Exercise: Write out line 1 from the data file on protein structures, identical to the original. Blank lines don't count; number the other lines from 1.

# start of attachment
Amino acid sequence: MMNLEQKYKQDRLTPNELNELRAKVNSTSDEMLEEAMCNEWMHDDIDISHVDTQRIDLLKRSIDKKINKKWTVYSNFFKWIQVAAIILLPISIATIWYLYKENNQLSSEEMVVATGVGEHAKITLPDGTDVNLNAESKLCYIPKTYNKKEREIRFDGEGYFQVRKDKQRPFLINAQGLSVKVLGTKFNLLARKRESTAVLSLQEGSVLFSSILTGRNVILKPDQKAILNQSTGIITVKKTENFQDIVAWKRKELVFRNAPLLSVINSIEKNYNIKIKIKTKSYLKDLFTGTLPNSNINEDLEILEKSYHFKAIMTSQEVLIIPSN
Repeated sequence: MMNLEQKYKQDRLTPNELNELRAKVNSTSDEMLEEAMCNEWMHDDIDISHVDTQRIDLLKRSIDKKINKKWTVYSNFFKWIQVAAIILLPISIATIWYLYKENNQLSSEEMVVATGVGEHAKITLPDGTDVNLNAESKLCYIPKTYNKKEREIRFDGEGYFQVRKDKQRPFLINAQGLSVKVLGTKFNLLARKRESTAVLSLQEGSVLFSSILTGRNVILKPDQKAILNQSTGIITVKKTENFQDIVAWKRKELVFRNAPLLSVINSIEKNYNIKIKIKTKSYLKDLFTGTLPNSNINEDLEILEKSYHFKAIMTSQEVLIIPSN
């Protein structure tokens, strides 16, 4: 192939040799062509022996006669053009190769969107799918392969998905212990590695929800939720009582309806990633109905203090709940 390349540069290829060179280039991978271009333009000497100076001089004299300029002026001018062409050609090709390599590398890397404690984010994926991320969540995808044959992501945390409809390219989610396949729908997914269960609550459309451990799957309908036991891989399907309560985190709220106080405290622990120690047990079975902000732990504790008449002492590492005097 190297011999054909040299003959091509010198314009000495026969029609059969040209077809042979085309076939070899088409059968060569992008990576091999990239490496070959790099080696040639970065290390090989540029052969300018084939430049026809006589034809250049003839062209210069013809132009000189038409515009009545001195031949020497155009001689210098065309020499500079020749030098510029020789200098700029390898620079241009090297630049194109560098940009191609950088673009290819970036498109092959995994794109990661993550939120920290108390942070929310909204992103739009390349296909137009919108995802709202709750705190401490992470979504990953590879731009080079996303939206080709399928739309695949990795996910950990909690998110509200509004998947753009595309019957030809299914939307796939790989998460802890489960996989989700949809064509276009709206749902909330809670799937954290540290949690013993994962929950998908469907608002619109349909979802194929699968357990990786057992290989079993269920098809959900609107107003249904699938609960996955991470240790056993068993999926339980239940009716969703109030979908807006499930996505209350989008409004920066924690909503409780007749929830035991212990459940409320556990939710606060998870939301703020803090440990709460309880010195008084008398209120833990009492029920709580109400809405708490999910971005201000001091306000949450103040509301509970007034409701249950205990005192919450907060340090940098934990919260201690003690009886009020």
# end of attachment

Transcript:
Amino acid sequence: MMNLEQKYKQDRLTPNELNELRAKVNSTSDEMLEEAMCNEWMHDDIDISHVDTQRIDLLKRSIDKKINKKWTVYSNFFKWIQVAAIILLPISIATIWYLYKENNQLSSEEMVVATGVGEHAKITLPDGTDVNLNAESKLCYIPKTYNKKEREIRFDGEGYFQVRKDKQRPFLINAQGLSVKVLGTKFNLLARKRESTAVLSLQEGSVLFSSILTGRNVILKPDQKAILNQSTGIITVKKTENFQDIVAWKRKELVFRNAPLLSVINSIEKNYNIKIKIKTKSYLKDLFTGTLPNSNINEDLEILEKSYHFKAIMTSQEVLIIPSN